The War on Streaming – Why Adele’s Recent Decision Confuses Fans and Hurts the Majority of the Music Industry
Over 156 Million “Hello” streams on Spotify must not have generated enough cash for the Adele camp, so the strategic move to take a massive shit on a step toward making significant progress was made.
Technology has changed music forever and will continue evolve. Many of the “leaders” in our industry refuse to accept it.
Some points to consider:
- Despite all of the anti-Spotify propaganda, Spotify and Apple Music pay very well when the play counts hit the numbers that superstars are currently getting. Who receives that money depends on the contract between the label and the artist. Artists who sign bad contracts don’t see much of the money. It certainly does not mean that the money isn’t being paid out.
- Fans who prefer CDs will still buy them.
- Fans who download music because they still haven’t figured out that paying for premium streaming services is a better user experience will still download.
- Die hard fans who buy vinyl will continue to buy vinyl.
- Average fans will continue to watch videos for free on YouTube/Vevo with no intention of ever paying for a download or CD.
- Fans who embrace technology and pay for the best music content delivery systems on the planet [Spotify, Apple Music, etc.] get shafted by the artist [or whoever made the final decision].
- Adele’s album was leaked. Hundreds of millions of potential revenue generating “streams” will now be converted to “free listens” that were illegally downloaded. The label will spend money on lawyers to fight for more piracy laws pay staff to file countless DCMA notices instead of just accepting a giant check from the legal music streaming services.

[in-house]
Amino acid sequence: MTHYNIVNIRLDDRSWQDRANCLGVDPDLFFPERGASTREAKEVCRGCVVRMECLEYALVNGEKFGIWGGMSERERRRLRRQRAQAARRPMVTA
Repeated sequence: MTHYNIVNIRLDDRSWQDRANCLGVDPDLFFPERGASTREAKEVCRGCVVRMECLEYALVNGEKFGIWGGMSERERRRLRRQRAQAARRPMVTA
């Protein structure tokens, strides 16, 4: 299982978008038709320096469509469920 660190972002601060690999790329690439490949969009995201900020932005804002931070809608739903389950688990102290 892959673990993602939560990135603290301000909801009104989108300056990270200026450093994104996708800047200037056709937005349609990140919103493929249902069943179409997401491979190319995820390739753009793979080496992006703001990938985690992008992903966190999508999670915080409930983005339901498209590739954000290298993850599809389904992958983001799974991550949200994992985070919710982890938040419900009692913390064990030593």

- New computers, tablets, phones and now cars ship without CD/DVD drives. SSD has made storage space incredibly valuable again. Why would anyone want to fill their device with a bunch of audio files if they don’t have to? Apps containing emails, photos, and other important information will always take priority.
- Most of the people backing “The War on Streaming” in the music industry regularly enjoy movies and TV shows on Netflix and Hulu.
- The real money is made in touring. The best way to sell out a tour is to build a phenomenal marketing campaign generate a ton of press. The best press is free press ie. “Make America Great Again?” [Smart Marketing, but only a select few are in the position to have this advantage]. Whether Adele decides to tour around this release [or not] has yet to be announced, so maybe this is her way of making money without having to hit the road. Fair enough, however allowing the first single from this album to be streamed but not the rest of the tracks certainly appears to be part of a plan that has been in place for more than just a few weeks.
Once again, a decision has been made that will financially benefit a very small group of individuals. A decision with absolutely no benefit to the fans. A decision that confuses the average music consumer. A decision that keeps fans “in the dark” and hinders progress. A decision that hurts artists and labels that appreciate and rely on streaming income. A decision that continues to cast a negative light an already fragile sector of the music industry.
Following in the footsteps of others who have withheld their music from streaming services [Thome York, Taylor Swift and other poor decision makers] , Adele has passed up on a chance to embrace her fans, educate millions of people and ultimately get every artist paid more for their streams [the more paid subscriptions there are, the more the services pay out].
Instead she chose the alternative. The same girl who was able to show the world that talent was more important than looks just showed the world that her personal financial gain is more important to her than offering her fans the right to choose. Instead she denied her peers [the 99% of artists that do offer their music on streaming services] a chance to make more money.
We’ll be sure to go out and find a copy of 25 on 8-track first thing in the morning so our experience of listening to this record can match it’s release strategy…Ancient and probably not going to see a comeback…